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Exposure assessment of lead from food and airborne dusts and biomonitoring in pregnant mothers, their fetus and siblings in Karachi, Pakistan and Shimotsuke, Japan.
Reviews on Environmental Health
  • Fujio Kayama, Jichi Medical University, Shimono, Tochigi, Japan
  • Zafar Fatmi, Aga Khan University
  • Akihiko Ikegami, Jichi Medical University, Shimono, Tochigi, Japan
  • Atsuko Mizuno, Jichi Medical University, Shimono, Tochigi, Japan
  • Mayumi Ohtsu, Jichi Medical University, Shimono, Tochigi, Japan
  • Nathern Mise, Jichi Medical University, Shimono, Tochigi, Japan
  • Xiaoyi Cui, Jichi Medical University, Shimono, Tochigi, Japan
  • Masanori Ogawa, Jichi Medical University, Shimono, Tochigi, Japan
  • Takako Sakamoto, Jichi Medical University, Shimono, Tochigi, Japan
  • Yoshiko Nakagi, Asahikawa Medical University, Asahikawa, Hokkaido, Japan
  • Takahiko Yoshida, Asahikawa Medical University, Asahikawa, Hokkaido, Japan
  • Ambreen Sahito, Aga Khan University
  • Shahla Naeem, Aga Khan University
  • Kulsoom Ghias, Aga Khan University
  • Hina Saeed Zuberi, Aga Khan University
  • Kanwal Tariq, Aga Khan University
  • Yayoi Kobayashi, National Institute of Environmental Studies, Tsukuba, Ibaraki, Japan
  • Keiko Nohara, National Institute of Environmental Studies, Tsukuba, Ibaraki, Japan
Publication Date
3-1-2016
Document Type
Article
Disciplines
Abstract

AIM:

Exposure assessment of lead (Pb) and Arsenic (As) from food, water, and house dust intake were assessed among pregnant women, their children and fetuses in Pakistan and Japan, as well as their body burden of the metals in their blood. METHOD:

Fifty families which included a pregnant woman, a fetus and the 1-3-year-old siblings were recruited in Karachi and Khairpur in Pakistan, and Shimotsuke and Asahikawa in Japan, respectively. Their dietary exposure to Pb and As was measured in 3-day food duplicates and drinking water by ICP-MP. Pb in house dust and respirable dust was evaluated with an energy dispersive X-ray fluorescence spectrometry. Non-radioactive isotope Pb profiles of blood specimens will be compared with those of the exposure origins, such as food duplicates, respirable house dust, the soils nearby, and gasoline. RESULTS:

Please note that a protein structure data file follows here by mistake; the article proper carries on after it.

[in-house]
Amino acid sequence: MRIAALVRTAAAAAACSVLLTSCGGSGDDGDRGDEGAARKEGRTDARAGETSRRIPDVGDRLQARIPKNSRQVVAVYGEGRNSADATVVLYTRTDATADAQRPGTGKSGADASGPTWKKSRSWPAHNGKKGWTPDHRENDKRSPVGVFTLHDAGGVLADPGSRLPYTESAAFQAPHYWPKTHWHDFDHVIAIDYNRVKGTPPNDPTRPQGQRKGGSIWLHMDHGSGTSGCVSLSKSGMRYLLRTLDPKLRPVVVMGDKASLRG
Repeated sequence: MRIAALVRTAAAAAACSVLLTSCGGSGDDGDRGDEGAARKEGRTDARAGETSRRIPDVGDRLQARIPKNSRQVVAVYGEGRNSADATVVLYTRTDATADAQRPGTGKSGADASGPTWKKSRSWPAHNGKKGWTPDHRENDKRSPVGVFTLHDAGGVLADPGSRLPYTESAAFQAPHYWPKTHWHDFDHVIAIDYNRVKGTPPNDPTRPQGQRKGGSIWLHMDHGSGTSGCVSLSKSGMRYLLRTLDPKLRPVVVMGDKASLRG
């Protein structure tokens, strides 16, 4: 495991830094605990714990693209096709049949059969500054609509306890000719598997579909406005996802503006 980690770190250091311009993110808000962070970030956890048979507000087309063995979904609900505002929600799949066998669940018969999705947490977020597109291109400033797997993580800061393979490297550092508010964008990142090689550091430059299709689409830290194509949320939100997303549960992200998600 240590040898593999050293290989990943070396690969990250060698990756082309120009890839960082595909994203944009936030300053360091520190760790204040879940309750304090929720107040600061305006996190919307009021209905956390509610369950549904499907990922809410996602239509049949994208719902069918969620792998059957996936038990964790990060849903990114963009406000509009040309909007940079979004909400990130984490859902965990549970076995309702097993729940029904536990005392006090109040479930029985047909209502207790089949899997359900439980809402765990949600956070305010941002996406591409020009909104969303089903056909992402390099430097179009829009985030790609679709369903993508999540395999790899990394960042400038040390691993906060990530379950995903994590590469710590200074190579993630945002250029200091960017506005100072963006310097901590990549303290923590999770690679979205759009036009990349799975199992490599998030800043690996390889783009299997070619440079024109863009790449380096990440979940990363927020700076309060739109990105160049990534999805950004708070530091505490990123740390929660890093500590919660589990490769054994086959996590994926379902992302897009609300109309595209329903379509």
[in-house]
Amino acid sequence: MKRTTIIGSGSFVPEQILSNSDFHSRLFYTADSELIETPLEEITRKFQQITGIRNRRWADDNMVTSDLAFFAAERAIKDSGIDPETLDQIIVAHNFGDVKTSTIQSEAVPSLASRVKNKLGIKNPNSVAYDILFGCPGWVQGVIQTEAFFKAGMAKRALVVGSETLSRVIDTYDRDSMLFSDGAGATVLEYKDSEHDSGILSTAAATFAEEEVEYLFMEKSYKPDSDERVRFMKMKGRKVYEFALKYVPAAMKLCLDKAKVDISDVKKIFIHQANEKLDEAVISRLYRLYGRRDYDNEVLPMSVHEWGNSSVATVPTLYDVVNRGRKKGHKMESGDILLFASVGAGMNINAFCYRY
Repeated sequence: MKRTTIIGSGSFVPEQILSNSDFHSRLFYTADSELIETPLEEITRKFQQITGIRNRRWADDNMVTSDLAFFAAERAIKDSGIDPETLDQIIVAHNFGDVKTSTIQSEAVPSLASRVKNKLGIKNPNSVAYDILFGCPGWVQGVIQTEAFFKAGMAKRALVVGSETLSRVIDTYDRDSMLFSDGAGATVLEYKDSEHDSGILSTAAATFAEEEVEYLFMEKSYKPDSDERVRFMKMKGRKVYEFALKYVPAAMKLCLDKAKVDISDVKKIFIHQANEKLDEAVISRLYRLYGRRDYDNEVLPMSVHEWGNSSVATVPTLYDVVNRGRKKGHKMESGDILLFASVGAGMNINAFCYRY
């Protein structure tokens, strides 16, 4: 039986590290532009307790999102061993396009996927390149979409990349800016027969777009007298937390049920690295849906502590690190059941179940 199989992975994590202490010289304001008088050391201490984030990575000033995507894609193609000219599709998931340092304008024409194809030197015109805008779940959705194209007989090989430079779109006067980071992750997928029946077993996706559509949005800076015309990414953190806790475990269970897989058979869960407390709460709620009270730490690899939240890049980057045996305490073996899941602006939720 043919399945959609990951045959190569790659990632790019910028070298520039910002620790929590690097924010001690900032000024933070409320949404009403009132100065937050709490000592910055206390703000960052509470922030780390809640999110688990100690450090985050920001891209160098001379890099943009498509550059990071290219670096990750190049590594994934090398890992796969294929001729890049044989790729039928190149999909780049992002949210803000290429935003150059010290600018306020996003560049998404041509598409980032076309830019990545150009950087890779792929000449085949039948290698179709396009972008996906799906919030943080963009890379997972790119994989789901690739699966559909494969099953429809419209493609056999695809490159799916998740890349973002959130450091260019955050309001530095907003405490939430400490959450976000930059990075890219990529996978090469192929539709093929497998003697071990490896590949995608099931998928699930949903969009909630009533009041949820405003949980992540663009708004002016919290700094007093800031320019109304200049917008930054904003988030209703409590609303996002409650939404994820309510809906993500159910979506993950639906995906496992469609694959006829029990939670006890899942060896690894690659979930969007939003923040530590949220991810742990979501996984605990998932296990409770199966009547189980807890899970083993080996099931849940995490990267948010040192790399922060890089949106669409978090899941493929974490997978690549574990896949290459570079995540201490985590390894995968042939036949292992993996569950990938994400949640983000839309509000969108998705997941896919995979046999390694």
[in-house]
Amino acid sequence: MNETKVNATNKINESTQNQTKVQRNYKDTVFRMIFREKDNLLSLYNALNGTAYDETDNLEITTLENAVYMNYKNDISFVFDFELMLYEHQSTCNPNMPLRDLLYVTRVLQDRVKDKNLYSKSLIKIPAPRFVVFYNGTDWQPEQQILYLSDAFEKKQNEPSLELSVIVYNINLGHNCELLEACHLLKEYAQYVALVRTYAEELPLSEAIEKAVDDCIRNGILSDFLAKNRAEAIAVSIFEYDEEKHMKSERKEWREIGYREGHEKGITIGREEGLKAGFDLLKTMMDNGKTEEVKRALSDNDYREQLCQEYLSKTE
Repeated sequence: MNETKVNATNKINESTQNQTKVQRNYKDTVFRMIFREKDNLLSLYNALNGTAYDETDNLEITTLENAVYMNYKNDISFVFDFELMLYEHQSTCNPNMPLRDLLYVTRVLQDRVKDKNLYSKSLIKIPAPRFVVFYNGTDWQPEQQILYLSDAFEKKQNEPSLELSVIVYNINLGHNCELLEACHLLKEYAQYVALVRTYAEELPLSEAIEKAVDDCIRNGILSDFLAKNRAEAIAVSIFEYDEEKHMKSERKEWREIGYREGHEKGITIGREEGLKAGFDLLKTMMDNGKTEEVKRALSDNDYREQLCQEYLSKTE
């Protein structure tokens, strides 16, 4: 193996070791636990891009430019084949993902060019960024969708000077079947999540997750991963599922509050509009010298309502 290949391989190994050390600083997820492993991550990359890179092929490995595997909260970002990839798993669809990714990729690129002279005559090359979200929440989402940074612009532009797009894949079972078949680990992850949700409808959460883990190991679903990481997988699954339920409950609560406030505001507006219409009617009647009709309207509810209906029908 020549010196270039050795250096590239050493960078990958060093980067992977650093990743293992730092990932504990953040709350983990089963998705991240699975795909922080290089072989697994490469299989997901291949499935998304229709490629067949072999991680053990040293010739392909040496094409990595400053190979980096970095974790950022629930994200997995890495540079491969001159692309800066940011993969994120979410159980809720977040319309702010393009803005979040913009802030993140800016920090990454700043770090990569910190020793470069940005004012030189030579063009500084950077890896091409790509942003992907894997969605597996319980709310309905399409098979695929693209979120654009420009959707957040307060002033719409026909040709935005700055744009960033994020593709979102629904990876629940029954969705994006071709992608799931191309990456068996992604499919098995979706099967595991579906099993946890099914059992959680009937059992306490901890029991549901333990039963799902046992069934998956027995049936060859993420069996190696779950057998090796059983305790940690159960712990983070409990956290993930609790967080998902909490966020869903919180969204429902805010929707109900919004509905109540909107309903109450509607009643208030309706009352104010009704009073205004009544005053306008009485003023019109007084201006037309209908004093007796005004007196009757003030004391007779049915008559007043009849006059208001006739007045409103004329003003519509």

Judging from the data collected and analyzed so far, contribution from dietary intake is highly correlated to higher body burden of Pb among Pakistani mothers. Additional data analyses will reveal the status of Pb and As body burden in Pakistani mothers, fetuses and their siblings, and causal sources of high body burden is delineated by Pb isotope profile analysis of different sources of Pb exposure.

Citation Information
Fujio Kayama, Zafar Fatmi, Akihiko Ikegami, Atsuko Mizuno, et al.. "Exposure assessment of lead from food and airborne dusts and biomonitoring in pregnant mothers, their fetus and siblings in Karachi, Pakistan and Shimotsuke, Japan." Reviews on Environmental Health Vol. 31 Iss. 1 (2016) p. 33 - 35
Available at: http://works.bepress.com/zafar_fatmi/79/